Raising the Overtime Premium and Reducing the Standard Workweek: Short-Run Impacts on U.S. Manufacturing
Galiya Sagyndykova () and
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Galiya Sagyndykova: Nazarbayev University
No 12557, IZA Discussion Papers from Institute of Labor Economics (IZA)
A nine-factor input model is developed to estimate the monthly demand for employment, capital, and weekly hours per worker/workweek in U.S. Manufacturing. The labor inputs correspond to production and non-production workers disaggregated by overtime and non-overtime employment. Policy simulations are conducted to examine the short-run effects on the monthly growth rates for employment, labor earnings, capital usage, and the workweek from either a) raising the overtime premium to double-time, or b) reducing the standard workweek to 35 hours. Although the growth rate policy effects are heterogeneous across disaggregated labor input categories, on aver- age both policy changes exhibit negative effects on the growth rates of industry-wide employment, earnings, and non-labor input usage. The growth rate of the workweek is virtually unaffected by raising the overtime premium but is negatively impacted by reducing the standard work week.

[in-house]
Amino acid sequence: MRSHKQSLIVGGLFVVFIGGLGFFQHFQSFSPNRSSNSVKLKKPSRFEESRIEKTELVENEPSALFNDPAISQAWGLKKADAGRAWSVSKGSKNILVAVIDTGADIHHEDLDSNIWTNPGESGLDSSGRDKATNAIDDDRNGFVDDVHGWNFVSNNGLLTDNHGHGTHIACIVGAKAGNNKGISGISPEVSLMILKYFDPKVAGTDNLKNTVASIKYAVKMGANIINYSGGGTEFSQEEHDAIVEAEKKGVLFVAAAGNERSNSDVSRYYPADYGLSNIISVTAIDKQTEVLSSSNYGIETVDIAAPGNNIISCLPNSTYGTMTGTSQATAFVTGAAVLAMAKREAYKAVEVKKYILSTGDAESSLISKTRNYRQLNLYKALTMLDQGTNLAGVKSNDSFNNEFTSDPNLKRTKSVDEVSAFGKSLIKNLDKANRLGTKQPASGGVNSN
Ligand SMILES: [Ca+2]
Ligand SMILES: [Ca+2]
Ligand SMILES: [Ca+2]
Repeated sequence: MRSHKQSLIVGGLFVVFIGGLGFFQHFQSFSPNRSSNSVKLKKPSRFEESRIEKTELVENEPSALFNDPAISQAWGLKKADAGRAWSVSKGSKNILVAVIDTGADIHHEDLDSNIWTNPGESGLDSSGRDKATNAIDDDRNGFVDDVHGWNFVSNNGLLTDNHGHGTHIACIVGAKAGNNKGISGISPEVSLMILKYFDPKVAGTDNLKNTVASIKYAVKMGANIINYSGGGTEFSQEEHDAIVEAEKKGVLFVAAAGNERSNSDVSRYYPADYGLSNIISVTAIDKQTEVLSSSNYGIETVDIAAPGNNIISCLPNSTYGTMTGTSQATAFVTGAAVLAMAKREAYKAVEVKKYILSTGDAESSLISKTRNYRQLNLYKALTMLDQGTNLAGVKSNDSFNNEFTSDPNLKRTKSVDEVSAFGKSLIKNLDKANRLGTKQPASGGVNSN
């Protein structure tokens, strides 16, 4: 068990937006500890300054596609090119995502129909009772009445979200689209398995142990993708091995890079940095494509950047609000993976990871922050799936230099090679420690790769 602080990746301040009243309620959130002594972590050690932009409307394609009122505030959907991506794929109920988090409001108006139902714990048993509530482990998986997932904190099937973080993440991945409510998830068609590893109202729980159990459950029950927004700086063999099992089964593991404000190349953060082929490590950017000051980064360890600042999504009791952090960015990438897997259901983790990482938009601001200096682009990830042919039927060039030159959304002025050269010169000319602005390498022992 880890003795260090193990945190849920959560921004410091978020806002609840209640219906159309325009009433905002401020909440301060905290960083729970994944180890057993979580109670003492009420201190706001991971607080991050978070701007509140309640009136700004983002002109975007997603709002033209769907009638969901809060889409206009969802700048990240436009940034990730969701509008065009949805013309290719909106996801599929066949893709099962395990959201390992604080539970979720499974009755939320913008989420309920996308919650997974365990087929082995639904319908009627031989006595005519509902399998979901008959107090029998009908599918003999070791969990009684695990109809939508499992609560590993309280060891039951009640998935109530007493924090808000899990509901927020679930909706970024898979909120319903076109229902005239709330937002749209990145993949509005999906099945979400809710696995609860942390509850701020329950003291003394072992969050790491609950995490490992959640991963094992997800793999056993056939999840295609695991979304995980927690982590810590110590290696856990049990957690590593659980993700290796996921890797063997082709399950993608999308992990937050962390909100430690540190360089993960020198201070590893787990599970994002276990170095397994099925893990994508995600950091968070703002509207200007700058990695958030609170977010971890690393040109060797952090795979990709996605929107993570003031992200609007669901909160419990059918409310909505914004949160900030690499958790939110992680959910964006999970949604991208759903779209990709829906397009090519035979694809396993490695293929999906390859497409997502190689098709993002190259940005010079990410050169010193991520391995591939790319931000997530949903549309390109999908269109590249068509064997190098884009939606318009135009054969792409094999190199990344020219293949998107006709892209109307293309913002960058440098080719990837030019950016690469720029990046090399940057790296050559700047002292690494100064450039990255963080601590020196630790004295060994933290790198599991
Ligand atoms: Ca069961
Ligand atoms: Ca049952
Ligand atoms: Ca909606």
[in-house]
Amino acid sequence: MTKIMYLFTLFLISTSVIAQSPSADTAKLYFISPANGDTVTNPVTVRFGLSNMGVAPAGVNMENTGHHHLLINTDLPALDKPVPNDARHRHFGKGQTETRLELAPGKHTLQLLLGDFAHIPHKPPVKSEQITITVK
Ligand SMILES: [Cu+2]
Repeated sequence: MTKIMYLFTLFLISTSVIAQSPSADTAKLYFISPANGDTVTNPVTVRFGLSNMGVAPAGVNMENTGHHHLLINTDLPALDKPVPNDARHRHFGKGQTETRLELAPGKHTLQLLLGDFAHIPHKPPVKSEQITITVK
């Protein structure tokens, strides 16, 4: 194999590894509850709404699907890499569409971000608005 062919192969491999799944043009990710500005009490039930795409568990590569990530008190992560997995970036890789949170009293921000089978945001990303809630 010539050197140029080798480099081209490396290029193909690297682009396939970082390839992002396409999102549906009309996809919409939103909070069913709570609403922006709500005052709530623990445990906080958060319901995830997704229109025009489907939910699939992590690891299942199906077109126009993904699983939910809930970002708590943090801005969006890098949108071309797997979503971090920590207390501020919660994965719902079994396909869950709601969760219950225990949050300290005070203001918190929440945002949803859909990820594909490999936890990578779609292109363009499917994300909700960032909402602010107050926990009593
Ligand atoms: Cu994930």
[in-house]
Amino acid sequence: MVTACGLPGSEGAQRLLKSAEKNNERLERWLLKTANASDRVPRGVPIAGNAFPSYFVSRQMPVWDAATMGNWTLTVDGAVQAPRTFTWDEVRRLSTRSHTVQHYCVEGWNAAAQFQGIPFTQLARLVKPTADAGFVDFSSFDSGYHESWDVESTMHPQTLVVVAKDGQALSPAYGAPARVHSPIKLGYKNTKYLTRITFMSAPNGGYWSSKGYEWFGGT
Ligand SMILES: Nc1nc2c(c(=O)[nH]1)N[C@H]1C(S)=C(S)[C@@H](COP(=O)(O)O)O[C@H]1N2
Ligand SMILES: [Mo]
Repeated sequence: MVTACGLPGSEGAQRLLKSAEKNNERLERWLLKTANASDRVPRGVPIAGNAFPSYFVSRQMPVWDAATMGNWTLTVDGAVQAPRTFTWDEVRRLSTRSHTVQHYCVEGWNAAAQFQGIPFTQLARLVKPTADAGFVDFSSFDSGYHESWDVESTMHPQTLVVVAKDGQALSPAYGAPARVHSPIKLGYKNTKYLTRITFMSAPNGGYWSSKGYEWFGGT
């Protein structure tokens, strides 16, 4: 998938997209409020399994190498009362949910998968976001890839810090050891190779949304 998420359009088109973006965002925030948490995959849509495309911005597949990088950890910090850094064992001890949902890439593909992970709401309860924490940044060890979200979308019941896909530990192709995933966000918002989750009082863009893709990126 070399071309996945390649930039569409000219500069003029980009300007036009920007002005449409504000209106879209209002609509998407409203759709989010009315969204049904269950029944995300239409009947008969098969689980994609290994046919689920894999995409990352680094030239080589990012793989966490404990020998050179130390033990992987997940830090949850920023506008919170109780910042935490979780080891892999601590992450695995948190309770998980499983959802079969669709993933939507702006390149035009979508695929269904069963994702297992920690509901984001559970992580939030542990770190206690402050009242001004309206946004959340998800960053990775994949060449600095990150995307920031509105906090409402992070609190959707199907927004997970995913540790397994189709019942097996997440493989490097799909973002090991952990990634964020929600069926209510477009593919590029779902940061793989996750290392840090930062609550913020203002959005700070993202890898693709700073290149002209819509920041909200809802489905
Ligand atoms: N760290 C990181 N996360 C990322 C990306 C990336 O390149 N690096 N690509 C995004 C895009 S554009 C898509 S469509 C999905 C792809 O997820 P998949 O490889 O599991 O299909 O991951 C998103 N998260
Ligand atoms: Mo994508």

Keywords: overtime; employment; workweek (search for similar items in EconPapers)
JEL-codes: J23 J88 (search for similar items in EconPapers)
Pages: 35 pages
New Economics Papers: this item is included in nep-cmp and nep-lma
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